Sleepless Nights: Are They Caused by Hyper-Thyroid (Graves Disease) or Menopause Maybe?

For the last week, my sleep has gotten more and more restless.

It’s not from alcohol. No booze Sunday through Wednesday; 1.5 beers Thursday; nothing Friday; made up for it Saturday with a half-bottle of wine, maybe more, don’t know, depends on how much of it my friend drank. The only night I slept well? Saturday. Go figure. (Alcohol may put you to sleep, but tends to make you wake up after about four hours as your body fights back from the sedation.)

I did have a little extra caffeine Thursday–one cup of Yerba Mate tea, but that doesn’t explain the other days.

I did eat chocolate and drink decaffeinated tea Monday through Wednesday, but I did that, too, on Saturday, my day of good sleep.

And last night, Sunday, was the worst. I dined chez friends’ and had two glasses of wine and a half-cup of coffee. I don’t know why these people use caffeinated coffee after dinner. Next time I go, I’ll take a pound of good-quality decaf.

I pay $6.95 a pound for the coffee pictured above, Jeremiah’s Pick, at my local green grocer Monterrey Market. The same coffee from Amazon costs $8.96 per pound ($16.80 for 30 ounces), still a good deal. (Run your mouse over the image for purchase information.)

This half-cup of coffee was enough to cause me, as I lay in bed trying to sleep, a minor bout of caffeine-induced tinnitus. I knew better when I drank it, but I thought I’d been so good lately, caffeine-wise, that I’d get away with it. So not.

It’s very annoying, to be in bed at night and wakeful, hour after hour.

Sleeplessness is one of the symptoms of hyper-thyroid (Graves Disease).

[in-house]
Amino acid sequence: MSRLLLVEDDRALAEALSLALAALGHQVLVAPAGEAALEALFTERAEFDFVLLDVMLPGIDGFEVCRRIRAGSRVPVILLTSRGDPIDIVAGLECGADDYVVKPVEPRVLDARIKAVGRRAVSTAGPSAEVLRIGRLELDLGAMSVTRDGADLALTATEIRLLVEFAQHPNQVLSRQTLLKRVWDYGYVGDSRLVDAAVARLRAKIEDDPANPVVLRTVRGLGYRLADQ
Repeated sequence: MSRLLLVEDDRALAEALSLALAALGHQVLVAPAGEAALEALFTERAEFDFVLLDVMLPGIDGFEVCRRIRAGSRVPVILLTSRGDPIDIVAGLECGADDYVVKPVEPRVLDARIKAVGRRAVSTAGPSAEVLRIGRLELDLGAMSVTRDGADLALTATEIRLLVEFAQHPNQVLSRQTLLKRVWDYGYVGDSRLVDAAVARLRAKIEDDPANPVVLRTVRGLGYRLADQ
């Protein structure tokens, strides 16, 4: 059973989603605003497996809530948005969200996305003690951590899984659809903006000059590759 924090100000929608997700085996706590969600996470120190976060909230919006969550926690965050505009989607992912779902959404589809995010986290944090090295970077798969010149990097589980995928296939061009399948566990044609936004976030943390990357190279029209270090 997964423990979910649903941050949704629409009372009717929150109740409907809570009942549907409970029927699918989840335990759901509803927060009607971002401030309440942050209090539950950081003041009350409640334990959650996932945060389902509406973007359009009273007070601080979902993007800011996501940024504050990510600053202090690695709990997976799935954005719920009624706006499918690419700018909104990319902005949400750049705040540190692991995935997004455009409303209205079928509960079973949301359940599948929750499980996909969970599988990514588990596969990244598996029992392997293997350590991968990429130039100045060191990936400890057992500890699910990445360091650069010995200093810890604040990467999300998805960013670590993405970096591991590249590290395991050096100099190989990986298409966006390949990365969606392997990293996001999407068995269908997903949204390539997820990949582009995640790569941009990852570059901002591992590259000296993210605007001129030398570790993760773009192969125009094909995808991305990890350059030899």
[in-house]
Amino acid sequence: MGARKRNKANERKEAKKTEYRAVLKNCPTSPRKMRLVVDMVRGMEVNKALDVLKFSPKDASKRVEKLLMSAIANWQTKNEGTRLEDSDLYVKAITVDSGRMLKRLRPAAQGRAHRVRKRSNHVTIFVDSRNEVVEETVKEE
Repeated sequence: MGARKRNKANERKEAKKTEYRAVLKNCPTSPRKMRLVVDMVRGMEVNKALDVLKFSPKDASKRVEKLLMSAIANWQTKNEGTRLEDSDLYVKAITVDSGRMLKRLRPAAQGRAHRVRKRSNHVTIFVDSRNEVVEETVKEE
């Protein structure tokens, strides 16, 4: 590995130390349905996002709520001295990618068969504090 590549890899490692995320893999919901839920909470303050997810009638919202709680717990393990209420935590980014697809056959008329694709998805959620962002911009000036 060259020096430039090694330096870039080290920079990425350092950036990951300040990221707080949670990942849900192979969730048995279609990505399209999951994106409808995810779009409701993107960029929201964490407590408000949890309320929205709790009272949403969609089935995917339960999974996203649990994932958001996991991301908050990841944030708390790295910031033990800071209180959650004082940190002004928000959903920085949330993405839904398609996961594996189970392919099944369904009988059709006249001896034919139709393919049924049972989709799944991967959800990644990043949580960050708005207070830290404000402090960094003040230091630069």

It’s also a symptom of menopause. Hmm. I’ve been feeling warm, suddenly, from time to time. Maybe that’s the problem.

One smashing comment for this post.

  1. Jhonn Said:

    There is no cure for tinnitus and there are many reasons a person can develop tinnitus. There are some things that you can try to resolve it. An over-the-counter vitamin, Niacin, can be taken to increase blood flow and possibly control tinnitus. Tinnitus is basically a problem where you hear all the internal noise that your body is making. If your hearing is diminished a hearing aid may reduce the tinnitus.

    Rosalie responds: I like the idea of trying Niacin. It’s a B vitamin which, I think, dilates the blood vessels, so you should check with your doctor before you take it, especially if you’re taking medicine for high blood pressure. I, personally, wouldn’t describe tinnitus as a “problem where you hear your body’s internal noise.” For me, my tinnitus is the noise. I agree with Pels’s last comment, that a hearing aid may reduce the tinnitus–then the tinnitus wouldn’t be the only thing you’re hearing!

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Health Tip
People with tinnitus are found to have lower levels of zinc and B-12. Get yours in a B-Complex plus Zinc and Vitamin C
Health Tip
Hyper-thyroid can cause tinnitus, even before a hormone imbalance is detected. Vitamin D helps your body regulate thyroid. Get it naturally from
Cod Liver Oil

Information in these pages is not a substitute for visiting your doctor
and is not intended as medical advice.

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